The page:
As thousands of residents are still in the dark, some are trying to find the willpower to get through another weekend of outages.

In one of the hardest hit areas of the city, right by Merivale Road, a condo with many elderly residents is still without electricity and hot water.

A back-up generator offers some light in the dark hallways of the Westpark condo building in Parkwood Hills, but residents are struggling.

People use headlamps to find their way to a common area in the building known as the party room, which quickly became a place of comfort after the storm.

“There were some people who were in tears and shaking and others who took it like it was comforting to be talking to people,” said Barbara Thompson, the condo board president.

The generator provides limited power in this building of nearly 200 units and more than 300 residents.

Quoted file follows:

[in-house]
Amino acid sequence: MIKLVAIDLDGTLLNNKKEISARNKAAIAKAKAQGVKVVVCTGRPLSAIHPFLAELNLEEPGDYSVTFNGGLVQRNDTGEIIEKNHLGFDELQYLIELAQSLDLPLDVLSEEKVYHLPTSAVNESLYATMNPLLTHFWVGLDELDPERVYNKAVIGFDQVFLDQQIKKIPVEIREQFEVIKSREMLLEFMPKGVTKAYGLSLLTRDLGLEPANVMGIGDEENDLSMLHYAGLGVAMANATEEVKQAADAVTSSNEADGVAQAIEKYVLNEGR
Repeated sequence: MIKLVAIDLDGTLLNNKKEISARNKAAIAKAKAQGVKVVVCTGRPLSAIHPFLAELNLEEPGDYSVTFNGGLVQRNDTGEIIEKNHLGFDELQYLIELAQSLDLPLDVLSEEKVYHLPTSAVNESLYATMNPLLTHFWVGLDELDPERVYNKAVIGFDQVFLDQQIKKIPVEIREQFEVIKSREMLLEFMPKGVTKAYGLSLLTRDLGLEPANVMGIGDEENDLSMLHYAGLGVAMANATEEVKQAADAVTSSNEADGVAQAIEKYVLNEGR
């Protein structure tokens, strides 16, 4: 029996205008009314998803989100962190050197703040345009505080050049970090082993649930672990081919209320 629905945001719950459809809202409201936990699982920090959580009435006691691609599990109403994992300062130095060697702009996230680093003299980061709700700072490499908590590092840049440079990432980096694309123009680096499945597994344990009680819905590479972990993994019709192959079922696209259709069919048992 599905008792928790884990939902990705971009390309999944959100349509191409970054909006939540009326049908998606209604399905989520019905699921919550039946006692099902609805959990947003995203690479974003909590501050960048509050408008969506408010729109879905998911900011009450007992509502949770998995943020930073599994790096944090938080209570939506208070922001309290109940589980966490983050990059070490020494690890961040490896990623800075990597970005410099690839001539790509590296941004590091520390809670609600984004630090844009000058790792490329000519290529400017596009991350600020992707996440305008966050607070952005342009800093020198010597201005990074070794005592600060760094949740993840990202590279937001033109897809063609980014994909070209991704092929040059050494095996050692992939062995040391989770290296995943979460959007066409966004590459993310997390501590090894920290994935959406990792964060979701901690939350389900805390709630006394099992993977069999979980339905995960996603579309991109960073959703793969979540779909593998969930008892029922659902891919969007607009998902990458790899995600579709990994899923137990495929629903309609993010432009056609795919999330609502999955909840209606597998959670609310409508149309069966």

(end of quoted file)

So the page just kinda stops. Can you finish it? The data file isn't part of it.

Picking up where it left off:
“After the tornado hit in 2018, we decided to put emergency power in our party room,” said Thompson. “The party room is open, we have coffee and you can charge your cell phones.”

“If we didn’t have that, I don’t know what we would do,” said Laurie Hanson, a resident.

Many people who live here are elderly and need refrigerated medicine and the help of personal support workers.

“One elevator on a generator went out I was considering calling the fire department to get them to carry people up the stairs,” said Thompson.

The storm hit the building hard and there was a terrifying moment when a maintenance platform came crashing down to the ground.

“A swing stage lifted up six floors, sheered off a tree and then it came smashing into the building,” said Thompson. “I was never so scared in my life, it was terrifying.”

The platform smashed into a fifth floor unit window, but no one was inside the room at the time.

As the cleanup continues, there’s hope the power comes back on soon.

“I don’t know how I’m going to cope, I really don’t know how,” said Hanson. “I could’ve managed today, maybe tomorrow morning, but the thought of tomorrow and Sunday and Monday, like what am I going to eat.”

Frustration and sadness as people here mark seven days without power or hot water.